It has been a month or so since I penned my XOJane article, “Street Harassment Forced Me to Stop Playing Pokémon Go.” I consider it to be a successful article- not because everyone agreed with it (they didn’t), but because it spurred a conversation that I had dabbled with in the past but never really addressed. Scrolling through the comments, I noted some people were upset that I, a self-identified feminist, stopped participating in something I loved because of male harassment.
I understand where the frustrations come from. By giving up something I enjoy, am I not relinquishing my agency in deciding what I do and allowing men to pressure me into avoiding it? But for me, it was never about giving up my agency; rather, it was about exercising my agency and recognizing what is best for me.
I’ve talked about my sexual assault and resulting PTSD before. In those terrifying moments of my assault, a male took my agency. I had no choice or role in my assault other than being the person forced to endure it. In the months that followed, as I refused to leave my apartment, jumped at shadows at night, and flashed back to a dark street, I had no control. To me, that is what lack of agency is.
I have worked hard at recovery and remission. I know I could still suffer from flashbacks and panic attacks. I still alter my walking patterns and behaviors to minimize my alone time on the streets because of that restriction of agency. But within that restriction, I also use my remaining agency to take care of my mental health and well-being. Part of that is not choosing to place myself in situations that could harm my remission. The months before I received treatment for my PTSD were filled with dissociative seizures that left me thrashing around in a myriad of bodily fluids. It was a time I don’t want to revisit.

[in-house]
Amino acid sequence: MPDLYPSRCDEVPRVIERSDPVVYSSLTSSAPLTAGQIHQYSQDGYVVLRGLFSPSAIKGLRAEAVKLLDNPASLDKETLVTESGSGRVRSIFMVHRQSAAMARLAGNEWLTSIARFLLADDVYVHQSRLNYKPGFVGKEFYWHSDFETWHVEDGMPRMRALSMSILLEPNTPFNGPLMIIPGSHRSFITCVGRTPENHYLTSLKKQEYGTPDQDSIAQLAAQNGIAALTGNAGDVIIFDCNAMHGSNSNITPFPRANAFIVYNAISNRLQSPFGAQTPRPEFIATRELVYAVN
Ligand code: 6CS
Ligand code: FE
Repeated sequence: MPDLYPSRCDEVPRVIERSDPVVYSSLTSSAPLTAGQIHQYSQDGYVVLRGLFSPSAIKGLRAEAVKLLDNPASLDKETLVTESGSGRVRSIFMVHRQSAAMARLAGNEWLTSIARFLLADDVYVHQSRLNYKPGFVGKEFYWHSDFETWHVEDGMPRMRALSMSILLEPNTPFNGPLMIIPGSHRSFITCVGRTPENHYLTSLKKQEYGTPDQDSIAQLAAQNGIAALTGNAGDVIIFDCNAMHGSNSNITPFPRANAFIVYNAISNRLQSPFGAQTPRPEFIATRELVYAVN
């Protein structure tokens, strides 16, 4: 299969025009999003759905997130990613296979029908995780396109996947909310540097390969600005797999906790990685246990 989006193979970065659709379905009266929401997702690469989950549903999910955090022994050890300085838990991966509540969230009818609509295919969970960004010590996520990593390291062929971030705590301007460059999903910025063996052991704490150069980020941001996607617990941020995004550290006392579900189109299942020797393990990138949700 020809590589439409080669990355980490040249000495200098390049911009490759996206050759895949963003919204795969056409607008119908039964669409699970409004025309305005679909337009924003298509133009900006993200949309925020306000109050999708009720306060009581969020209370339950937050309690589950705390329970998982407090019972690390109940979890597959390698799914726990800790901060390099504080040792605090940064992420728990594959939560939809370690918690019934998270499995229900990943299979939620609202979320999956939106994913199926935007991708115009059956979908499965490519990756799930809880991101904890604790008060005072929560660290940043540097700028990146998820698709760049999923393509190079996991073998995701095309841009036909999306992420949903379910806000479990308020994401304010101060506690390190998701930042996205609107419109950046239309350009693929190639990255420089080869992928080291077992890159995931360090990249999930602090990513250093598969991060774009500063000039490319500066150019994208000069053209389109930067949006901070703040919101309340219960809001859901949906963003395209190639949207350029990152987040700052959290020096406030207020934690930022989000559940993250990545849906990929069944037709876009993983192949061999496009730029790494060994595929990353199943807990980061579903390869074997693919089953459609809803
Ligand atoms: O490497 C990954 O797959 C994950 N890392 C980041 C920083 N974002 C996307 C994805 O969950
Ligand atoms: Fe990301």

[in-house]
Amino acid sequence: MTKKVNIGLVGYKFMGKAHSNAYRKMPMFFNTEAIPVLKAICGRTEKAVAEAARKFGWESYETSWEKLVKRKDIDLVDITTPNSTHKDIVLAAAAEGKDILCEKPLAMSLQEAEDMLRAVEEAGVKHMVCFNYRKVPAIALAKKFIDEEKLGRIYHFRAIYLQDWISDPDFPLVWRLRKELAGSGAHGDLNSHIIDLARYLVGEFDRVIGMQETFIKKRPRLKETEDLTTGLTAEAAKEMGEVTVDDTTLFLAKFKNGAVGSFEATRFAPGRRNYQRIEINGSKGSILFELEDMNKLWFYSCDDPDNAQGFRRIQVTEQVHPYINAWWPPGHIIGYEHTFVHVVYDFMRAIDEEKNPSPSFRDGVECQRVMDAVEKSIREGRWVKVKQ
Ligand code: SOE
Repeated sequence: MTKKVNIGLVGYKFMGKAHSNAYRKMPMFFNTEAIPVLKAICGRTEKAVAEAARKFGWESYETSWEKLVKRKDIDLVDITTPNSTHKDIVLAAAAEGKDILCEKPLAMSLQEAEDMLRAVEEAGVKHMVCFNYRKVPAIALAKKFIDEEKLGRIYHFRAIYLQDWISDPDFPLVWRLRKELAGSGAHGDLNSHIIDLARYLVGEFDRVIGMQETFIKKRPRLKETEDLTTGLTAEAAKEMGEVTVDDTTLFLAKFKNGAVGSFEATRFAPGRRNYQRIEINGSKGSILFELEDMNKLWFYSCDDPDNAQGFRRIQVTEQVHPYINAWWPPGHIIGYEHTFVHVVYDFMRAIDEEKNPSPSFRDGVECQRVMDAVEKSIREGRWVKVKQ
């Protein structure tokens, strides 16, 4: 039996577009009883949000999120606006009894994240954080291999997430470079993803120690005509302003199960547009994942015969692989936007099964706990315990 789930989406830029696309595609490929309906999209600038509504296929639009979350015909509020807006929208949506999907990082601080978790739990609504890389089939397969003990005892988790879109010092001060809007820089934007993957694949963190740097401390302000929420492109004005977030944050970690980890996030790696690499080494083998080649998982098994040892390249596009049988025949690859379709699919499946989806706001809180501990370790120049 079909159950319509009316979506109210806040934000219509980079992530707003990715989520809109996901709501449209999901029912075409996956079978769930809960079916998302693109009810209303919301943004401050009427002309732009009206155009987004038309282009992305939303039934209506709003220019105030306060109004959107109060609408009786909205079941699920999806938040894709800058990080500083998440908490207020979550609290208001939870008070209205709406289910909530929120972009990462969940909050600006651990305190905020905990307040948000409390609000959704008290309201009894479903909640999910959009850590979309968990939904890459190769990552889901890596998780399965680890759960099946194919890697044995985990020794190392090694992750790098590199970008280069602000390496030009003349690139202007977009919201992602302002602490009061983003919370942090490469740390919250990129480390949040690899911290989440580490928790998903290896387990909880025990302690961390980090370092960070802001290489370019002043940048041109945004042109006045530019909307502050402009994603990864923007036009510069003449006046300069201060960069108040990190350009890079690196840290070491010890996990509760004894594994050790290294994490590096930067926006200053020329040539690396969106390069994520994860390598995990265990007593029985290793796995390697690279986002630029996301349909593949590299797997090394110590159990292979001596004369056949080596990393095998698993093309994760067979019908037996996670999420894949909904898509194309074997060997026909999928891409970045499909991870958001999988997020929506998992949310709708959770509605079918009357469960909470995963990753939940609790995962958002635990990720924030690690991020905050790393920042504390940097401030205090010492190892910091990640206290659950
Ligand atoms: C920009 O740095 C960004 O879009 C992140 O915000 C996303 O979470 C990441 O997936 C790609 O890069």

For me, that is my choice. Yes, it stems from an absence of unfettered agency. Yes, it is not ideal and understandably infuriating. And yes, it is my attempt at capturing shreds of agency within a system that perpetuates a lack of agency. But in a time when we are finally beginning to tackle the stigma around mental health, why should we tell women they need to sacrifice their mental health and stability? I support women who choose a different path from me, who despite past experiences and harassment continue to walk alone. I also support women who choose to take others with her so she doesn’t experience crippling attacks that hinder her happiness. For years now, I have sat by and watched as women’s health was deprioritized. I am not going to be one to tell another woman to start deprioritizing her health to fit a narrow idea of a strong feminist.
Everyone’s feminism is different- it is the ultimate goal of equality that unites us. Why can’t the way we channel and strengthen that feminism not also be different? Be you a walker, a writer, an orator, or activist, I hope our feminism and unique platforms help challenge one another and support one another while creating a universal space where women can happily exist without having to seek agency within an agency vacuum.